Petting animals has proven benefits for many disorders among older adults. With growing age, people tend to go through many socio-economic challenges. Some are bound to live alone, while others face societal pressures. Many primary health care experts, psychiatrists, and doctors suggest adopting a pet to help ward off loneliness and depression.
Human-pet interactions have a positive impact on the health and well-being of the majority of individuals. Pets help their owners develop a sense of joy and purpose and promote them to develop a routine. According to studies, 72% of people report physical and emotional benefits from keeping a pet.
Importance of Pets as Healers for Elderly
Having a pet animal positively influences health as petting an animal releases serotonin in the brain. Serotonin, famously known as the happy hormone, helps avoid depression and chronic anxiety. Domesticated animals help in recovering elderly patients from PTSD and ADHD as well.
Older people tend to get cranky quickly as their brain activity weakens and becomes more stagnant. Primary care doctors suggest that you adopt a pet as a coping mechanism to handle the pressure of aging. Owning a pet such as a dog or a cat can enrich your life and keep you active.
Physical Health Advantages of Elderly Owning a Pet
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Pets uniquely bond with their owners to offer comfort and companionship. Keeping a pet has physical health benefits for older people, some of which are mentioned below.
Pets are used as a disease prevention strategy by many elders. Because of weak muscles and weaker immunity, older people develop health conditions too quickly. Keeping a pet helps alleviate many disorders, like:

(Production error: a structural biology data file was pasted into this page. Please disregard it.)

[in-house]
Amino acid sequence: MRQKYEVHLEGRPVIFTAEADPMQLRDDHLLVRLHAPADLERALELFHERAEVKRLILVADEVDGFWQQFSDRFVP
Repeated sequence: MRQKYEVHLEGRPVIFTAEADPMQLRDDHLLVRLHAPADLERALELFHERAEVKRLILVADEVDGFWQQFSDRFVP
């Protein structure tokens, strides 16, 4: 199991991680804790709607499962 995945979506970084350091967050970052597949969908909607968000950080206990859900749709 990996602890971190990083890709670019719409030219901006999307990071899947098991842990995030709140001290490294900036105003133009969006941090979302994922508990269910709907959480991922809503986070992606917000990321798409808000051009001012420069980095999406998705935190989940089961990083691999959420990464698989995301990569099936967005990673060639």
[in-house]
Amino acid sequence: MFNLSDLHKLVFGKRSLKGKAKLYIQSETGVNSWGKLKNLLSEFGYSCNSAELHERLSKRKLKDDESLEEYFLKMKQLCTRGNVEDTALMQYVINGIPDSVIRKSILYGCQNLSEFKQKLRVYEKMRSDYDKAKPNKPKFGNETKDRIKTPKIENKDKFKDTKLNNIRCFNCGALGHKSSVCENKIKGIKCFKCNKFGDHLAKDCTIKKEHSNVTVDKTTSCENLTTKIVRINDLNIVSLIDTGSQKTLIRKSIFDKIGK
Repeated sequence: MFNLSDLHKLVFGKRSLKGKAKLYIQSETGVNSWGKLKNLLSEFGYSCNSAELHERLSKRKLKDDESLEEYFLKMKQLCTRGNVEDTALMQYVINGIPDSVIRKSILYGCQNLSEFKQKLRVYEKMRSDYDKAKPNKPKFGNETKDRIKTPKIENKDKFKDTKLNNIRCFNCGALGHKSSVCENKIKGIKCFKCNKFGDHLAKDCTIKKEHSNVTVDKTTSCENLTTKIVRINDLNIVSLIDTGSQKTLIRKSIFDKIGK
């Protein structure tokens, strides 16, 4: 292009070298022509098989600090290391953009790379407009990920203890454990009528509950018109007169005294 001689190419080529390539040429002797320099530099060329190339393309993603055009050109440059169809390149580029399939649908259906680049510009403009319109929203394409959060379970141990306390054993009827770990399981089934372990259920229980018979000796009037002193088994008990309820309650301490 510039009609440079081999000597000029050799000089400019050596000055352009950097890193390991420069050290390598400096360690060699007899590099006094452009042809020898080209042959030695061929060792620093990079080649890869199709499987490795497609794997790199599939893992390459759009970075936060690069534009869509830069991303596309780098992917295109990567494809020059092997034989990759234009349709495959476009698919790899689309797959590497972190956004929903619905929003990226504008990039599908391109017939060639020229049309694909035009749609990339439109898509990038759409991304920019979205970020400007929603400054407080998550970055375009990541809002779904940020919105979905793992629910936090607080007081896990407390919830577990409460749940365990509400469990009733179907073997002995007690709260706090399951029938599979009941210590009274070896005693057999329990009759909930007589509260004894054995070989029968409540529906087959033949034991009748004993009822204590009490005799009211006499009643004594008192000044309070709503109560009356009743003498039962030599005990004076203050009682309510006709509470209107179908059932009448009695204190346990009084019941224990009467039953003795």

- Hypertension (Regulating Blood Pressure)
- Muscle stress
- Risk of brain hemorrhage
Increased Physical Activity
One of the most significant physical benefits of owning a pet is the increased physical activity of the senior citizen. Maintaining a pet is challenging; you have to feed them, play with them, and go for a walk every day.
- Taking pets on walks makes older adults walk and exercise regularly.
- It helps them develop a routine.
- It helps them build stamina and improve lung capacity.
- Grooming and playing with the pet develop mobility in the elderly.
Enhanced Social Interaction
When elders take dogs on walks, they grow to be more socially active. Most elders tend to find comfort in isolation, making them feel lonely.
- Walking a pet helps elders meet more people in parks and improves interactions.
- It makes many kids want to play with their pets or know about them, instilling a sense of happiness in them.
- It helps them leave their house and know their neighbors more while taking their pets out.
Pets not only have the usual benefits but are also commonly used in psychological treatments. They improve the brain functionality of the owner.
- Owning a pet can improve memory recall.
- They help in regaining focus.
- They improve the owner’s mental cognition.
Enhanced Organ Functionality
With a routine and regular physical activity, organs tend to heal themselves and start working better.
- Owning a pet is known to reduce the risks of heart diseases.
- Pets keep you active, which helps with the better working of the liver and reduced cholesterol levels.
- With increased brain function, pets can help with Alzheimer’s disease and delay dementia.
Psychological Health Advantages of Elderly Owning a Pet